Philip Hammond’s first Budget will be delivered on March 8th 2017 and will be the last Spring budget to be delivered by the Government after it was announced during the last Autumn Statement that the Government will move to just one announcement a year. This means that 2017 will be the last year where we will have two Budgets – the final Spring one, as well as the new Autumn one.

From 2018, there will also be a ‘Spring Statement’, which is expected to be a response to the latest forecasts for the economy and public finances.

The March Budget will also take place just weeks before the Government’s own deadline to begin the formal ‘Brexit’ process. The Prime Minister stated that Article 50 would be triggered no later than 31st March.

So after a host of unexpected announcements made in the last Autumn Statement, what can contractors expect from the budget?

Here is a roundup of what we know already and what we would expect to see:

Public Sector IR35 clampdown

From 6 April 2017, end clients / hirers will become responsible for determining the IR35 status of contractors. Following the rule change, contractors deemed to be inside IR35 will have income tax and National Insurance deducted at source.

Those caught by the new rules face a further penalty in that they will no longer be able to write off a flat 5% allowance against their Corporation Tax bills to cover the administrative costs of running a company.

In recent days, three government bodies (SOLACE, the LGA and CIPFA), are all calling for the reform to be delayed. This is unlikely in our view and, at best, we can hope for some adjustment to the legislation for further clarity such as where liability lies.

In addition, anecdotal reports of issues with the IR35 digital tool (the ESS), suggests that the legislation may not be the only thing that’s in need of refining – if these reforms are to succeed from April 6th.

You can read more about what the IR35 reform changes mean to you in our IR35 in the Public Sector blog.

Flat Rate VAT scheme changes for limited companies

The Flat Rate VAT Scheme was implemented to simplify VAT accounting for small businesses. However, the Government believes the system has been taken advantage of and as a result has made changes by removing the FRV benefits for so-called ‘limited cost traders’ from April 1st 2017.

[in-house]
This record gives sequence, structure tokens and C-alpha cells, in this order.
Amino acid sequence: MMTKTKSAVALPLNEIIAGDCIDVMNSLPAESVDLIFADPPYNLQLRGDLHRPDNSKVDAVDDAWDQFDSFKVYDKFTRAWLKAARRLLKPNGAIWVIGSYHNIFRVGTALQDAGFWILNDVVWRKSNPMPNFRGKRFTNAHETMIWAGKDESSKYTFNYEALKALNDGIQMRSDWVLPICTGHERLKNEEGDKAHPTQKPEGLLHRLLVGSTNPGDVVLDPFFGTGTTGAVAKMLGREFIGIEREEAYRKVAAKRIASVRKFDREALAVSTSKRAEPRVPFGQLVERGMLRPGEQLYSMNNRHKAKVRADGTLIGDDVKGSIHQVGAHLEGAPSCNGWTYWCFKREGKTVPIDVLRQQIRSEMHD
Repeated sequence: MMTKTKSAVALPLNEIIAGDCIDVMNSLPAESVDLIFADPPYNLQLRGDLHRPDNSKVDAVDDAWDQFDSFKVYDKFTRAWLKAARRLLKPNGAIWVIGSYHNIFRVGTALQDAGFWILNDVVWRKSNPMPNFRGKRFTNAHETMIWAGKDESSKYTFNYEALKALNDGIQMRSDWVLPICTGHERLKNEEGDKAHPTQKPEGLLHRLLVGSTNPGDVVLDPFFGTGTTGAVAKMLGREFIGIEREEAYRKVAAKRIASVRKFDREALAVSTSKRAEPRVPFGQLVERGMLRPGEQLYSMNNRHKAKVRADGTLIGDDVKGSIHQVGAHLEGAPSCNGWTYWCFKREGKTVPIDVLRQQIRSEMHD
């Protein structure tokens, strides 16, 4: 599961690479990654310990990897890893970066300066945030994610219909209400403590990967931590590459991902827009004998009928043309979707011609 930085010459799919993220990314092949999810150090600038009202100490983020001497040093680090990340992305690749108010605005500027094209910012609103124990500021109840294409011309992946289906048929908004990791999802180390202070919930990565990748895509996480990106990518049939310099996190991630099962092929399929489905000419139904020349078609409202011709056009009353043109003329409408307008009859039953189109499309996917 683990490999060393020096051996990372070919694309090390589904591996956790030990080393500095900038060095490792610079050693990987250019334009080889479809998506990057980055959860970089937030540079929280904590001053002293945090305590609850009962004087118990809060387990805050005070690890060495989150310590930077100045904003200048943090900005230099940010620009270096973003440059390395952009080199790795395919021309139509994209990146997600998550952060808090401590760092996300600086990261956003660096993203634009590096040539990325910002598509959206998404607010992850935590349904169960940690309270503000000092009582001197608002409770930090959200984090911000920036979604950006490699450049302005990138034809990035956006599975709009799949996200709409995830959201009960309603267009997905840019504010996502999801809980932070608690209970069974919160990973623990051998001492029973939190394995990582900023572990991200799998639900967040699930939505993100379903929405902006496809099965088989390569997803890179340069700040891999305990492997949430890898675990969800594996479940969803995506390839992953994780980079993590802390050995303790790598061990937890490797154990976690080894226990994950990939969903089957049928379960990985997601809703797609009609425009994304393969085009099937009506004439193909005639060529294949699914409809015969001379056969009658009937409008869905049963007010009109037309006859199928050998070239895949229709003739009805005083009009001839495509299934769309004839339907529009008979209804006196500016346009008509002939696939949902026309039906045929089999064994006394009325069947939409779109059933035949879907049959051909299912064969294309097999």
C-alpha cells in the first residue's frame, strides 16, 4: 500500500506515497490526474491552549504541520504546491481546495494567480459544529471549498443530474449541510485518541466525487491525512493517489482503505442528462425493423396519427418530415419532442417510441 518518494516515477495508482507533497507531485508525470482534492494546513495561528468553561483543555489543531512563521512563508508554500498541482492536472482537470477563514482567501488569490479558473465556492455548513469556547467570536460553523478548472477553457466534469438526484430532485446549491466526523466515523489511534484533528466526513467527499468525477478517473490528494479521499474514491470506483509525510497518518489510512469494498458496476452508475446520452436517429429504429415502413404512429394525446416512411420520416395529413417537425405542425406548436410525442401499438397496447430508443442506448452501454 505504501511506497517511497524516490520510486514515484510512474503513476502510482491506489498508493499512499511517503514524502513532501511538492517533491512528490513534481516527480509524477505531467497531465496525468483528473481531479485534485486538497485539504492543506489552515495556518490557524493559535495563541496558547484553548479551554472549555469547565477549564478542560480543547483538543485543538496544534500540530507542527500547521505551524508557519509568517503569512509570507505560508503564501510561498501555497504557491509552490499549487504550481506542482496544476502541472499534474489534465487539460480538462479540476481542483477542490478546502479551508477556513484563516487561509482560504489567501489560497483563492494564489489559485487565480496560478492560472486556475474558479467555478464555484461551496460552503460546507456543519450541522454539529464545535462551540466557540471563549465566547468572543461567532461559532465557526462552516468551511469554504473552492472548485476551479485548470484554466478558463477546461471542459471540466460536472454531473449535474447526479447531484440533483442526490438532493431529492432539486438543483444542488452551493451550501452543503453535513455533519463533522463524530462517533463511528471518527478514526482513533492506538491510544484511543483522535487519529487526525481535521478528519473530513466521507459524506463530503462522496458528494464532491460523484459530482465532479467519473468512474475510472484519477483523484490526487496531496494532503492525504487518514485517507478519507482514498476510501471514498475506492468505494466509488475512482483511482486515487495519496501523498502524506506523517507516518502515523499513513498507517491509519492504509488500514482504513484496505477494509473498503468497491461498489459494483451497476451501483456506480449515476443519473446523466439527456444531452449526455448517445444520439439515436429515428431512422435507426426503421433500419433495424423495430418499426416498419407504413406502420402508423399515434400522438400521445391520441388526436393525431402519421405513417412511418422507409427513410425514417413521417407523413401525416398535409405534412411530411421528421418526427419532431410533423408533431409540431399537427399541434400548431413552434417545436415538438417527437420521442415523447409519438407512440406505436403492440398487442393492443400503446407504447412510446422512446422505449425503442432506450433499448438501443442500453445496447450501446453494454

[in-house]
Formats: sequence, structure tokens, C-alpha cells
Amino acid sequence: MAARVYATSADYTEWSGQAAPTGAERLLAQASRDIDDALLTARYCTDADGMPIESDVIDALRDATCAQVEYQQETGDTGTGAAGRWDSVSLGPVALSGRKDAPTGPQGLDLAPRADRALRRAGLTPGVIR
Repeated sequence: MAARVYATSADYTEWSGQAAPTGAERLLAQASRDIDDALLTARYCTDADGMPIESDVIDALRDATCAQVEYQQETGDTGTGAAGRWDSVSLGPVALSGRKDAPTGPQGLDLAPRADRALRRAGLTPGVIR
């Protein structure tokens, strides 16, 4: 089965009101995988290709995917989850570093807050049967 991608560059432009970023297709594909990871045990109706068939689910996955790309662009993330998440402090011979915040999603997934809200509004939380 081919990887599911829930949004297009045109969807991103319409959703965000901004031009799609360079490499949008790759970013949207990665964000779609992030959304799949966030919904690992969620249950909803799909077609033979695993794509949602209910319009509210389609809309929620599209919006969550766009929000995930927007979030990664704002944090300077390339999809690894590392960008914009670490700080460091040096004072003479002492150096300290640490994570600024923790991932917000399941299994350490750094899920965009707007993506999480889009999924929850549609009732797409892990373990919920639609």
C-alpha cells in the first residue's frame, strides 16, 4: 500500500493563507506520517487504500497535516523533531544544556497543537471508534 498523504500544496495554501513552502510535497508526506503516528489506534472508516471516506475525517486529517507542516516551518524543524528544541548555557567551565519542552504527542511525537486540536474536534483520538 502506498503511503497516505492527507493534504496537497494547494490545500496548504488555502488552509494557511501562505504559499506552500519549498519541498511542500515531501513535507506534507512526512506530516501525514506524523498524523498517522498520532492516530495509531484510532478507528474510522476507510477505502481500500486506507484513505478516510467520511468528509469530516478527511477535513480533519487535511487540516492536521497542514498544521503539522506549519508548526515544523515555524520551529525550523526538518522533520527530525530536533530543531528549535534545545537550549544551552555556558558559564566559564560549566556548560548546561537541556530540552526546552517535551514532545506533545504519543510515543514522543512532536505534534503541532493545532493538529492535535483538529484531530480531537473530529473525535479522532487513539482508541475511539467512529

In summary, if you incur very limited expenses in the running of your own Limited Company business, you may have to apply a higher percentage to your turnover (16.5%) than non-caught contractors (who pay 14.5% on the whole).

You can find our more in our dedicated guide to  Flat Rate VAT.

Corporation Tax

Corporation Tax will fall from 20% to 19% from 1st April 2017 and is expected to be cut by 1% in subsequent years before reaching 17% in 2020.

Personal ‘tax free’ allowance

The Chancellor announced in the 2016 Autumn Statement that the rates previously announced for 2017/2018 will remain unchanged:

  • Personal allowance increase to £11,500 from April 2017 (£11,000 2016/2017)
  • Higher rate tax threshold increase to £33,500 (£32,000 2016/2017)
  • Overall increase in total allowances & basic rate threshold to £45,000
  • Additional tax rate threshold remains unchanged at £150,000

It was confirmed today that the government will meet its commitment, by the end of this parliament, to raise the income tax personal allowance to £12,500 and the higher rate tax threshold increase to £37,500, meaning individuals will need to earn a total of £50,000 before they incur a higher rate tax liability.

Self-Employment Support

 Wednesday is an opportunity for the Government to introduce some new initiatives to support the self-employed and the key sectors in which large populations of freelancers and contractors operate. New initiatives within the digital sector for example will help consolidate demand for contractors and freelancers.

Their expertise and flexibility is vital any time the government wants to deliver digital and project-based work. In the last Budget, the then-chancellor George Osborne announced two £1,000 tax breaks for the ‘gig economy’ related to trading and renting property; his successor would do well to build on these. Likewise, commitment from the government to ‘get Britain building’ included enough affordable homes each year to support families on low incomes would offer a further boost to the construction sector.

Over to you Mr Hammond.

Budget Outputs

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